By Savanna Schubert
There are no changes to the 2016 Secret City Festival, but Oak Ridge may enjoy the festival in a new season in 2017.
The first resolution on the Oak Ridge City Council agenda on Monday related to the Secret City Festival, an annual two-day festival that is the city’s biggest event each year but is in transition. It’s now in June, but it could be a fall event starting in 2017 and it could be transformed into a celebration that lasts a week or more.
“We are looking to broaden the festival into a series of concerts and festivals to last throughout the year,” City Manager Mark Watson said.
The 2016 festival will continue the tradition of nightly concerts, war re-enactments, and fun family-oriented activities for all ages.
One of the major changes happening to the festival will be the inaugural board of directors appointed for the 501(c)(3) nonprofit celebration.
“This is a transition year, we will have the festival in June…it will be business as usual,” said Oak Ridge Mayor Warren Gooch.
The board will be responsible for actions such as time, location, the length of the festival, sponsorships, and funding in the future.
The 2015 festival was the most successful one to date, and Gooch is hopeful that future festivals are as well.
“Coming into June 2016, there will be a fun night of concerts, day-long activities, and we will still do that like in previous years,” Watson said.
Moving on from the festival, City Council discussed a proposal for a new U.S. Department of Energy landfill. This new landfill, which would be roughly one mile from the Scarboro community and west of the Y-12 National Security Complex, was the main concern for the City Council on Monday.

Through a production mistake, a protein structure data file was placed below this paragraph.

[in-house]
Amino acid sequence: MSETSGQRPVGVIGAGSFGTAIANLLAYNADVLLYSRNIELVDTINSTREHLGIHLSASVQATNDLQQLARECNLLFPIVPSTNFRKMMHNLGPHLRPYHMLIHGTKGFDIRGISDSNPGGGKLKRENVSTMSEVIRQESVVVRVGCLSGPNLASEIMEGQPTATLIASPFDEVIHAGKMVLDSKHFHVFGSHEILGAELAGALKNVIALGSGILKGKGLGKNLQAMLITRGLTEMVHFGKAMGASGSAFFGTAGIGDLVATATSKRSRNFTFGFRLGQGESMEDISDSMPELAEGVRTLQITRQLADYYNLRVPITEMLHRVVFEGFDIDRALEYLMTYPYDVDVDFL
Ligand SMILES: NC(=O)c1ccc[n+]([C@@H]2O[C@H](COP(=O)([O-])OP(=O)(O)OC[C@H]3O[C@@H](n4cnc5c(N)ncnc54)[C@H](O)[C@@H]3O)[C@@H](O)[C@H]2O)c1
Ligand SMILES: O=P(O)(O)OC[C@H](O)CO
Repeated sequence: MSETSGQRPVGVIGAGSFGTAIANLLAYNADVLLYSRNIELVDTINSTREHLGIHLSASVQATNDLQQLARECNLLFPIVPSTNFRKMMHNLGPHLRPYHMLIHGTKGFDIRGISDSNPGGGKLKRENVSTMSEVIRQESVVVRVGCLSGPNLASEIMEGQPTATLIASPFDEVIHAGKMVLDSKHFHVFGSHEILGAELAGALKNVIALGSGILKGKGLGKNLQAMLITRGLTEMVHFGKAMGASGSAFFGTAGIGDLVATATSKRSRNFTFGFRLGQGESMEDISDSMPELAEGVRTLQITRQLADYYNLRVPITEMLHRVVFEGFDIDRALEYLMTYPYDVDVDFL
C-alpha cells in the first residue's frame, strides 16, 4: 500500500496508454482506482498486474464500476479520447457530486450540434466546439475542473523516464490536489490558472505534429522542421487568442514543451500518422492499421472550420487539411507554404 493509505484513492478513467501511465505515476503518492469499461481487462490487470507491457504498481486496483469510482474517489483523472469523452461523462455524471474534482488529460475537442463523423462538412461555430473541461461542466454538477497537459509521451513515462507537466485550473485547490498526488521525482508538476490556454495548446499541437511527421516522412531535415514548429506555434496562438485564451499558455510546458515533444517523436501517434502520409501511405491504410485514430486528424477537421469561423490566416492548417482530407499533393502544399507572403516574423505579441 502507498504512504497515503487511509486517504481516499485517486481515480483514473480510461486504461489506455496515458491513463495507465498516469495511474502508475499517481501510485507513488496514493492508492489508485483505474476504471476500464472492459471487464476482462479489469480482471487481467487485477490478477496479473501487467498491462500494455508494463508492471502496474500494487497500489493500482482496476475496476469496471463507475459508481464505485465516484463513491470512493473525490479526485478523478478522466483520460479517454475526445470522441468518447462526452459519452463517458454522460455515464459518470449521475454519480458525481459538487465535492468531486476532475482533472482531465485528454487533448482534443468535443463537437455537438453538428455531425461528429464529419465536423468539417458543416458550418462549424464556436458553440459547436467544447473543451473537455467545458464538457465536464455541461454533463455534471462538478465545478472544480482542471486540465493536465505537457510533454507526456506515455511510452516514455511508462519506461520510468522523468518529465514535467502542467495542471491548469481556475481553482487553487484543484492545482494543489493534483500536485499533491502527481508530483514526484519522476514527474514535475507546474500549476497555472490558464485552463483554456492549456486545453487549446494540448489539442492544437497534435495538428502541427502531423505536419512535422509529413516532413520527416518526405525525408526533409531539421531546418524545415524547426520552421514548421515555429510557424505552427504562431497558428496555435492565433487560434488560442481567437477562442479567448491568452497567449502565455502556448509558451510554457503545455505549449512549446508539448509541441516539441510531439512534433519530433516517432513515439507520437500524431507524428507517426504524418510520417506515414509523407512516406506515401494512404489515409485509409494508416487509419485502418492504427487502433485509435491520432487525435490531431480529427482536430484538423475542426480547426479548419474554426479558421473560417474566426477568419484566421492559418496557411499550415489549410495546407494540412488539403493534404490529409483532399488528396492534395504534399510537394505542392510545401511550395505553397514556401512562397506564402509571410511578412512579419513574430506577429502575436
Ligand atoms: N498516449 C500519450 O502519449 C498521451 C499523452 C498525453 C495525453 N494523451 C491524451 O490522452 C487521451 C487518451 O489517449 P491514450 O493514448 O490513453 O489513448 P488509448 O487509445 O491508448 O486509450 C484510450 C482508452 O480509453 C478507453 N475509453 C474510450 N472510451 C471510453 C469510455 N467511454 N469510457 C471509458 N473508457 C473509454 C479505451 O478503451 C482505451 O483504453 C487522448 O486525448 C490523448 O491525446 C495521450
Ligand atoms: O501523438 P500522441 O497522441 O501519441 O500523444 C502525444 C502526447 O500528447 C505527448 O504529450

Council member Trina Baughn addressed issues concerning how this could impact the future for all Oak Ridge residents as well as neighboring towns, cities, and residents.
“There are real affects of being a DOE host city, there is a real impact on our environment and our residents…this is the opportune time to address these issues,” Baughn said.
Roughly 800 acres of landfills are within the city limits of Oak Ridge and by adding a new DOE landfill, more acres of contaminated space could be added. This landfill will mainly be filled by demolished buildings that have been contaminated over the years.
“You have to look at the area around the city and properly coordinate and co-habitat with these types of activities,” Watson said. “The only way you can take care of these places is to demolish them and move them to a safe location.”
While no plans for the DOE landfill have been approved, Council will soon be submitting documents to the U.S. Department of Energy to determine what will happen concerning the landfill.
Other items discussed during Monday’s meeting were nutrient management plans for the wastewater treatment plant, authorization for the mayor to sign certificates for the Tennessee Alcoholic Beverage Commission, authorization for the city manager to make an application to the National Park Service for the transfer of federal property, endorsement of the Chamber of Commerce’s Strategy Committee on a possible 10-year housing development, and authorization of refunding bonds to the City of Oak Ridge.
See previous story on the potential changes to the Secret City Festival here.
See previous story on the proposed DOE landfill, which would hold waste from cleanup work at Y-12 and Oak Ridge National Laboratory, here.
Savanna Schubert is a freelance contributor to Oak Ridge Today.
Copyright 2015 Oak Ridge Today. All rights reserved. This material may not be published, broadcast, rewritten, or redistributed.